After SHTF things would probably change, but then I have reloading equipment, primers, gunpowder and projectiles by the thousands. For hunting I doubt I would ever use up all my ammo. The only way I could use it all up would be in a self-defense situation where I was under siege - which is unlikely, and in which case I am not going to want to sit down and be molding lead bullets while under attack, and they wouldn't be all that good for that purpose anyway.

You can also make your own jacketed bullets if you want to get into that. The equipment and materials are out there, but again, for most people, it makes more sense to just buy the jacketed projectiles you want to reload than make them from scratch - unless you have something special to make.
Old 11-06-2011, 07:55 PM
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One of my half-jokes over the years has been that as long as I need bullets, there will never be a car in town that has balanced tires.
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Old 11-07-2011, 11:55 AM
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Lee molds are cheap enough you can buy a few, stash them away for rainy day. Also a Lee pot and ladle, but the Lyman bottompour ladle is better, and you want a larger steel or cast-iron pot for melting. Gloves, HD like for welding, maybe some tongs. HD metal spoon for removing the junk and metal clips from wheelweights.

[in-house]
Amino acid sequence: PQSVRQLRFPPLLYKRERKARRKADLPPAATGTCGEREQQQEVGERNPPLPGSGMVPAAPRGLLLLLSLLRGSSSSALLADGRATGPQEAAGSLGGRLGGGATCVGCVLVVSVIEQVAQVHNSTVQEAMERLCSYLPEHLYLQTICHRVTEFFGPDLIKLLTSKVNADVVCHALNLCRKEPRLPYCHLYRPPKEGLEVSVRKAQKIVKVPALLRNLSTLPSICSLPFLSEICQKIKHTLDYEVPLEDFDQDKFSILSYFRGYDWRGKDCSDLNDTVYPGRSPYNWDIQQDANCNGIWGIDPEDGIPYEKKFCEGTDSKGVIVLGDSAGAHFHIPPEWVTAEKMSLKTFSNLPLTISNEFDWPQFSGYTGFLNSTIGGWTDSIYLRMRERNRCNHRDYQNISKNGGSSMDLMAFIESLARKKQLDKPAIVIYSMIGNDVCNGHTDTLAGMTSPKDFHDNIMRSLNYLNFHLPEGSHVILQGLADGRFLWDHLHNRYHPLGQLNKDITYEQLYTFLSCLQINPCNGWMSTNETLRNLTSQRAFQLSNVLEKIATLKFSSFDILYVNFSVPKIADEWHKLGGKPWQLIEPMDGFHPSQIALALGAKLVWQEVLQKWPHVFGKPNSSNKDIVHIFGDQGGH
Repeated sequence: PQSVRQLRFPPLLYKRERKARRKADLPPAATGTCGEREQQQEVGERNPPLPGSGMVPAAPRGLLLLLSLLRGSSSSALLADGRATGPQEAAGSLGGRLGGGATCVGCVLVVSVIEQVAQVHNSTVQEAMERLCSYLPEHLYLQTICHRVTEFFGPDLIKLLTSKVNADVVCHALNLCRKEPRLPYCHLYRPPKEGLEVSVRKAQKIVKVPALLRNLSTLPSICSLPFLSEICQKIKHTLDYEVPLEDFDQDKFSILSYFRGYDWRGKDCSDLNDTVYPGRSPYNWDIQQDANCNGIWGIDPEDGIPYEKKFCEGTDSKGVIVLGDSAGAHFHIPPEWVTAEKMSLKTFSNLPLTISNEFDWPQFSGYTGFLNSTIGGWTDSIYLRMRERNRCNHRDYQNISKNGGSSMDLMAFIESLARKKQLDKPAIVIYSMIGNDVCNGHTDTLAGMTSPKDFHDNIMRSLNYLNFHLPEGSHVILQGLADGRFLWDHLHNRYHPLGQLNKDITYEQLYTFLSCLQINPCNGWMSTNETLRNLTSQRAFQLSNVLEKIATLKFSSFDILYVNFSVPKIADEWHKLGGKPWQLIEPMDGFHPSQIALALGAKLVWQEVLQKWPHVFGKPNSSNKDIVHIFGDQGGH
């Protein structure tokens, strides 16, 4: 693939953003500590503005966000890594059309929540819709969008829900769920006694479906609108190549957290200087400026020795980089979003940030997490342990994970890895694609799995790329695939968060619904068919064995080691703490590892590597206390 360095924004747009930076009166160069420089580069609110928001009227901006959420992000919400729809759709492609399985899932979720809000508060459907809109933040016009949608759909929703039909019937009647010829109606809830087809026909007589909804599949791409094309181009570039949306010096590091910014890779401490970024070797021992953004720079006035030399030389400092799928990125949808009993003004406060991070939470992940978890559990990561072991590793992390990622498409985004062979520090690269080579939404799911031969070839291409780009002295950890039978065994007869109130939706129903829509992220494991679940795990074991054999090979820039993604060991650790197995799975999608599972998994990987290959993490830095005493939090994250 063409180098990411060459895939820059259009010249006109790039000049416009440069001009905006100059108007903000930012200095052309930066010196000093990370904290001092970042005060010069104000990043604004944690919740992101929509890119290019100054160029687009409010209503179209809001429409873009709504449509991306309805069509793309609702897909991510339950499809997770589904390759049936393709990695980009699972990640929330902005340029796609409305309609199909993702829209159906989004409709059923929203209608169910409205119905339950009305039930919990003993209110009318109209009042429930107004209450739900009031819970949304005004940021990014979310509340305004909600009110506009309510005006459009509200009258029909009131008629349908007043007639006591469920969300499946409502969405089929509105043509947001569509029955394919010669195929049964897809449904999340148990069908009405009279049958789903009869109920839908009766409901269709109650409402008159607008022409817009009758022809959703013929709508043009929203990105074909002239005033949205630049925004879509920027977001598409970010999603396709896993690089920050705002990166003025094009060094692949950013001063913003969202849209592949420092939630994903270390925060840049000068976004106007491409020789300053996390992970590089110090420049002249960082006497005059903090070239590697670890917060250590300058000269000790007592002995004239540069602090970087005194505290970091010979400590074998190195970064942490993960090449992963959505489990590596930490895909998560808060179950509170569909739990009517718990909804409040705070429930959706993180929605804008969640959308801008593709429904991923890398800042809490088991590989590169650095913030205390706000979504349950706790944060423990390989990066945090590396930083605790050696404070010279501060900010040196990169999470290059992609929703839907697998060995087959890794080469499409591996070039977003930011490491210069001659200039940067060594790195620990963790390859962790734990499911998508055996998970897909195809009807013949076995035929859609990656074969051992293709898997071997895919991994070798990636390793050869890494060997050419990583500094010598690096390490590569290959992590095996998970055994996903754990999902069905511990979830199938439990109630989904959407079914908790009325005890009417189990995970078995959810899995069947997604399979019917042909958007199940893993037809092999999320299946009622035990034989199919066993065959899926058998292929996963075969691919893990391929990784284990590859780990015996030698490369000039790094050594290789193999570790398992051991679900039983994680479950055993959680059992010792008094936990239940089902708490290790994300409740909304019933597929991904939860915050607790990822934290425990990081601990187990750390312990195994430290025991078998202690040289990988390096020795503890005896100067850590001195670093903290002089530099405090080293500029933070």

Very easy to get good results and using Lee Liquid Alox, and Lee push-through sizer (if need to size), you're in good shape.

Bullet casting opens up a whole new world of handloading. www.castboolits.com for all sorts of info.
Old 11-08-2011, 11:22 AM
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Originally Posted by The Heretic View Post
I don't plan on using lead projectiles as a renewable resource, although it would be okay to have a few molds and a small lead melter.

Otherwise, a wiser use of my current time is to buy good manufactured ammo because I am better off working at my profession making good money and spending that money paying someone else to mass produce the ammo I would use most of the time than I am spending my time making it.
That might be true, but I'd say that learning a new skill AFTER the SHTF is not going to be easy, whether it be casting or home canning. Better to learn those skills now and be ready rather than hoping you can make it work later.

Quote:
Originally Posted by The Heretic View Post
After SHTF things would probably change, but then I have reloading equipment, primers, gunpowder and projectiles by the thousands. For hunting I doubt I would ever use up all my ammo. The only way I could use it all up would be in a self-defense situation where I was under siege.
You're right that YOU might never consume all the ammunition you've stored, but that's assuming YOU are the only one using it. After the SHTF you're likely to team up with other like-minded people where you might be the one supplying ammunition. Maybe you'll be bartering it for toilet paper or some other necessity that you've forgetten to stock.